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MERLIN John Joseph
in London


"John Joseph MERLIN was born September 17, 1735, at St. Peter's, in the city of Huys, between Namur and Liege [Belgium], five leagues from Maestricht.

After residing six years at Paris, he was recommended from the Royal Academy there, to come over to England with the Spanish Ambassador Extraordinary, Count de Fuentes, who resided in Soho-square.

He arrived in England, May the 24th, 1760. Soon after this he became the first or principal mechanic employed at Cox's Museum in Spring Gardens, which he left in 1773.

He also professed himself a maker of engines, mathematical instruments, and a watch and clock-maker in general.

After leaving Cox, he lived in Little Queen Ann-street, Mary-le-Bone, and there obtained a patent for his Rotisseur, or roasting-screen; and also a second patent for another invention, combining the harpsichord and piano-forte in one, which answered every expectation.

— Respecting this invention, we have heard that the opposition that he met with from a number of teachers of music, who refused to recommend his instruments without a bribe, induced him to decline making any more.

After some years he removed from Queen Ann-street to his late residence, No. 11, Princes-street, Hanover-square, when he gave up all thoughts of obtaining patents, but trusted entirely to his own superior ingenuity, and to his exertions in the line of mechanism.

Respecting his abilities in general, we are constrained to confess, that nothing but ocular demonstration can possibly convey any thing like a tolerable idea of his Museum, all his own work.

- Among many, we shall only enumerate a few instances, to detail in our Miscellany, the whole being too numerous; and first, his gouty-chair is certainly a master-piece.

It is easily and readily convertible into a sopha, an easy-chair, &c. &c.; and by the addition of two small iron handles easily put upon the elbow, the patient can run the vehicle any where at pleasure.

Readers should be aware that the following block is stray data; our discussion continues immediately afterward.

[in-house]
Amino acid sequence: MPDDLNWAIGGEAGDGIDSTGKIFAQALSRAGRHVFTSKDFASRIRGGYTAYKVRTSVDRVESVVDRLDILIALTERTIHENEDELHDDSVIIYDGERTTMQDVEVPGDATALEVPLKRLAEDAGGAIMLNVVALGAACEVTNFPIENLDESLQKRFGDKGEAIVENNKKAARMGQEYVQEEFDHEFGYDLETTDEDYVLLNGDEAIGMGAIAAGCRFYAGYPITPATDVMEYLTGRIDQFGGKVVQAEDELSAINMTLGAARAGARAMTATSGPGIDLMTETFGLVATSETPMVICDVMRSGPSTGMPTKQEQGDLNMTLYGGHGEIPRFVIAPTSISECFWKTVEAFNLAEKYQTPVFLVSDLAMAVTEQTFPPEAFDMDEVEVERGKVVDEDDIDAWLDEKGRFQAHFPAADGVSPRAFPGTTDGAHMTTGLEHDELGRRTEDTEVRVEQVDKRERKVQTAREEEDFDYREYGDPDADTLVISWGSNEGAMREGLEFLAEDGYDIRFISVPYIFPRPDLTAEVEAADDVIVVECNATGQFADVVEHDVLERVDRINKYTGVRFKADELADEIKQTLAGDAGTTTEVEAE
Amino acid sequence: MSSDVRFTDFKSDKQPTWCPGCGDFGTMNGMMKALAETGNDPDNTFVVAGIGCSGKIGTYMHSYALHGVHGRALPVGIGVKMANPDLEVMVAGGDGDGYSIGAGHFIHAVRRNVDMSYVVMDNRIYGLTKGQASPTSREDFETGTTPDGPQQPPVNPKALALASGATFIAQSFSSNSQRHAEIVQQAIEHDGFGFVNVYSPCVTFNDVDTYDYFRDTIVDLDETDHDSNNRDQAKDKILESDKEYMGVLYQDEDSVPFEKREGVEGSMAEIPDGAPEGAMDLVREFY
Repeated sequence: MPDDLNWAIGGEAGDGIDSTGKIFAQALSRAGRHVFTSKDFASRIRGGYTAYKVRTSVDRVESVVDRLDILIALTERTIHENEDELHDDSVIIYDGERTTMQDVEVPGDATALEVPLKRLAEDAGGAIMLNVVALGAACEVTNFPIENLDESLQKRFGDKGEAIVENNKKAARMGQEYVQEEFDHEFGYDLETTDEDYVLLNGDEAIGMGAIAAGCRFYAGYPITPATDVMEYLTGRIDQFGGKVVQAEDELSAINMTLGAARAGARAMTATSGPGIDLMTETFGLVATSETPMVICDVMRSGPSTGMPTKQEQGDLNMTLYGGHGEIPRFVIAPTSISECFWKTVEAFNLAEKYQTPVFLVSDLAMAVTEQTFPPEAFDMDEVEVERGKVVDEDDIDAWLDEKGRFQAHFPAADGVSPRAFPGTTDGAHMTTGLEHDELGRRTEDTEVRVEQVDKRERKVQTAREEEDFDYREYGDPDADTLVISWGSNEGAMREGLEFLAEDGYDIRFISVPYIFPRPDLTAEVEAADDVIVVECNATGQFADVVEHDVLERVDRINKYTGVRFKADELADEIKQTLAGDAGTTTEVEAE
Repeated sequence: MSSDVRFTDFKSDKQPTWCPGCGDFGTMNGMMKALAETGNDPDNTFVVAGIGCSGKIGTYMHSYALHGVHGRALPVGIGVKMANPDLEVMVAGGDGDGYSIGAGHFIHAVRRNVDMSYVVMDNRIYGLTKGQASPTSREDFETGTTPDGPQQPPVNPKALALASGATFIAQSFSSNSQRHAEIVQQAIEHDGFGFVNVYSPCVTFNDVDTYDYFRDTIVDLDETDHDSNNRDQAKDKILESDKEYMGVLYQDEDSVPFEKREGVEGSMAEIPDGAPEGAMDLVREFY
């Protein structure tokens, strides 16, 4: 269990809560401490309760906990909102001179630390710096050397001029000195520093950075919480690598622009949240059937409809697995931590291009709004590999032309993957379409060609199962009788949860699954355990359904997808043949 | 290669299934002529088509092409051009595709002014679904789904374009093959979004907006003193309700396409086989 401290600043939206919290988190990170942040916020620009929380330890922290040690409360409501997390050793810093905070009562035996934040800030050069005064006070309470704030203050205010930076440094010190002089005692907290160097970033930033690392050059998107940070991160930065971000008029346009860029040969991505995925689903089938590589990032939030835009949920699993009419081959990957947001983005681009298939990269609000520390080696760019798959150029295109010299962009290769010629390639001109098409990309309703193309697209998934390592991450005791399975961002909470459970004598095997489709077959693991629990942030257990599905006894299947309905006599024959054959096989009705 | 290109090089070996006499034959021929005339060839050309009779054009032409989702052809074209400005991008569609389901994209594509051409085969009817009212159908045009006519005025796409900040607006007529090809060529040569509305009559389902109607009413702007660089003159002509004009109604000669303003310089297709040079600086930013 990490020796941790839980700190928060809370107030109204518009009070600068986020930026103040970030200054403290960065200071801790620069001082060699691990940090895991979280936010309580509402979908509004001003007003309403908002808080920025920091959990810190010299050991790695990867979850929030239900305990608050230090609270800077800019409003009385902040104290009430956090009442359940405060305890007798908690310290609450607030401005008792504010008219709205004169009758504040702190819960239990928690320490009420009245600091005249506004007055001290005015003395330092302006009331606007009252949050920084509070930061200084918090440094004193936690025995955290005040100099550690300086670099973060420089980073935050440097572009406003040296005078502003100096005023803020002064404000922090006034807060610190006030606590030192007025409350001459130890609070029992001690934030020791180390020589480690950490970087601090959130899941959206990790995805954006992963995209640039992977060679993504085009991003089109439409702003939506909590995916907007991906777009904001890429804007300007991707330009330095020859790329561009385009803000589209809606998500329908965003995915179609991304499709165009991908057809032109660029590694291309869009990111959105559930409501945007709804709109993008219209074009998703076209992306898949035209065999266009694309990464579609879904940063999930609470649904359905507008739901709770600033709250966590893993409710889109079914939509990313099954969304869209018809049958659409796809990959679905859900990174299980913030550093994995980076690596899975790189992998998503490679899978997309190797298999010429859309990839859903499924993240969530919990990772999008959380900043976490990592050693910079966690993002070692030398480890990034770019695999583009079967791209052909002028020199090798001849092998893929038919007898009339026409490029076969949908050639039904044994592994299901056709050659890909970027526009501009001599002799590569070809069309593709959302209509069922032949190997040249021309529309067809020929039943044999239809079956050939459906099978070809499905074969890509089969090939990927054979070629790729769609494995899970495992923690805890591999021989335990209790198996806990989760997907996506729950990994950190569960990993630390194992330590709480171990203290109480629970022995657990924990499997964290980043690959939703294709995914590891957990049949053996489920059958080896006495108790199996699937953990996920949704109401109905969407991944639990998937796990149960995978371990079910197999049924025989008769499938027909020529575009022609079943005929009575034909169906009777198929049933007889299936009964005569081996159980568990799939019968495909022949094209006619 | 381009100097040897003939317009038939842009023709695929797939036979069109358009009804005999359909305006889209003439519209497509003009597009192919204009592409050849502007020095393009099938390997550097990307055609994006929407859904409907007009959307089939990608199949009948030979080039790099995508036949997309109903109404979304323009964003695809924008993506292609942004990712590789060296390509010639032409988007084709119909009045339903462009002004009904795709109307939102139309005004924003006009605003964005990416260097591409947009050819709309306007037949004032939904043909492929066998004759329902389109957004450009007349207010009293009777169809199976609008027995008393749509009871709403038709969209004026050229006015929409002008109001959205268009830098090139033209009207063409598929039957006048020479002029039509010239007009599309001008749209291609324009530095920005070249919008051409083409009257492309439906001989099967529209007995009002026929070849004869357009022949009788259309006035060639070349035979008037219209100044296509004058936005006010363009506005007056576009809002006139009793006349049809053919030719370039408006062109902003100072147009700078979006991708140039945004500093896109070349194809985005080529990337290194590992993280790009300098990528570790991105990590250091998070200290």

He also had a curious dial or regulator, which never required winding up, as that is done only by the door opening.

— He had likewise a great number of large and small pieces of mechanism, resembling various things, and a number of many curious musical pieces.

— But what surpasses every thing that can be imagined, is two particular figures, yet unfinished, representing women about 15 inches high, one in the attitude of dancing, and the other walking.

— They are made in brass, and clock-work, so as to perform almost every motion and inclination of the human body; viz. of the head, the breasts, the neck, the arms, the fingers, the legs, &c. even to the motion of the eye-lids, and the lifting up of the hands and fingers to the face.

The dancing figure is still more astonishing than the walking figure.—Besides these, he is possessed of the model of himself, with his carriage in clock-work, which are made of brass, to go and perform every natural motion resembling life peculiar to the man or the horse, being made to run round about an artificial garden.

— He has also two different models of what he intended to erect at Paddington, and to give it the name of Merlin's Cave.

— These must have been curious in the extreme, had he lived to have executed them. In what he calls his unrivalled mechanical chariot, he was to be seen, for many years past, very frequently riding about Hyde Park and various parts of the town, particularly on Sundays.

In the front of this carriage, something resembling a dial was placed.—By a